New York-Penn League (1983-1988)
Died: 1989 - Affiliation change to Watertown Indians.
Stadium: Duffy Fairgrounds
Several future Major League stars spent a summer in upstate New York city during the Pirates era, including Jay Buhner (1984), Moises Alou (1986 & 1987) and Tim Wakefield (1988). Wakefield was in his first summer of pro ball after the Pirates selected him in the 8th round of the 1988 amateur draft. He would later spend 20 years in the Majors as a knuckleball pitcher, retiring in 2011. But Wakefield played first base for Watertown and never pitched an inning.
The Pirates played in a glum little econo-park called the Alex Duffy Fairgrounds. At the end of the 1988 season, the Pirates moved their NY-Penn affiliate across the border to Welland, Canada and the Cleveland Indians moved into Duffy Fairgrounds. The re-branded Watertown Indians played from 1989 through 1998 before departing for a shiny new ballpark in Staten Island. Given the severely outdated nature of Duffy Fairgrounds, it’s unlikely that pro baseball will ever return to Watertown without a new facility. The Fairgrounds are currently used for collegiate amateur baseball in the summer.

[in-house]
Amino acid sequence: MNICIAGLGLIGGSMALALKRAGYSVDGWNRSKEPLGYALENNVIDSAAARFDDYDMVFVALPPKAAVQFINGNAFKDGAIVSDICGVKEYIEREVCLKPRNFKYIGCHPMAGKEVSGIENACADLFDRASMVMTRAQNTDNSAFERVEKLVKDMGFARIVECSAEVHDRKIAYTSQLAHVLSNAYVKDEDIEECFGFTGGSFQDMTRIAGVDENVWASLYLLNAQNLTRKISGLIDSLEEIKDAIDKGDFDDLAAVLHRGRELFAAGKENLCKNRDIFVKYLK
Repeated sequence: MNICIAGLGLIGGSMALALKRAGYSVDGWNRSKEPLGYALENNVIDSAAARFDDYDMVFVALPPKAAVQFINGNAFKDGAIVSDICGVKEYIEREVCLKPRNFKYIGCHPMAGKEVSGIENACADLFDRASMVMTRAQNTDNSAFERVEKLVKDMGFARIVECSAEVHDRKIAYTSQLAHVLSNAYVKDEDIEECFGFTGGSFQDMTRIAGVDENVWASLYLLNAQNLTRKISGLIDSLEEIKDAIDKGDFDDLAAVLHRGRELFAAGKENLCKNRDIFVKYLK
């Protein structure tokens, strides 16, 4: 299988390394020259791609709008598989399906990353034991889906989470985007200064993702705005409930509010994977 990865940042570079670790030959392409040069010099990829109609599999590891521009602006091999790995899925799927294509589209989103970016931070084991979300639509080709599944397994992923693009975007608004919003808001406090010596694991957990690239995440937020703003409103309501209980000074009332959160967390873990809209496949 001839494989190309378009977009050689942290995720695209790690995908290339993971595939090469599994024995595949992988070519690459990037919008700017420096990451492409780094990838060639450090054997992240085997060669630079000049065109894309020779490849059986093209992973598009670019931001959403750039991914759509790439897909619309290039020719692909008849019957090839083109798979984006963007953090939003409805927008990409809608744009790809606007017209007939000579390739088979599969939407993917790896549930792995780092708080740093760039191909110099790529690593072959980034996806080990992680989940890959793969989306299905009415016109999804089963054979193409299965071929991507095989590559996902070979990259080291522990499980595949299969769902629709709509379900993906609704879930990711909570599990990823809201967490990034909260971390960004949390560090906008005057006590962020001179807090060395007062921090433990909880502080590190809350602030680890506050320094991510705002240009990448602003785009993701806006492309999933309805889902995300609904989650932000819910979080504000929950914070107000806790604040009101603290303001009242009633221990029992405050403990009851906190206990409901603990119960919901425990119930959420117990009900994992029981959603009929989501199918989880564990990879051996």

The Watertown Pirates are of minor note among minor league industry types as the first pro sports investment for sports psychologist Dr. Eric Margenau. Margenau bought the team in 1986 with his partner in United Sports Ventures, Jay Acton (who was a prolific minor league operator in his own right). Margenau would go on to own upwards of 20 different minor league baseball, hockey and Arena Football teams from the 1980′s through the 2000′s.
That’s longtime Pittsburgh Pirates catcher Ed Ott plastered all over the cover of Watertown’s 1986 yearbook (above right). Ott, who was part of Pittsburgh’s 1979 World Series championship team, managed Watertown in 1986.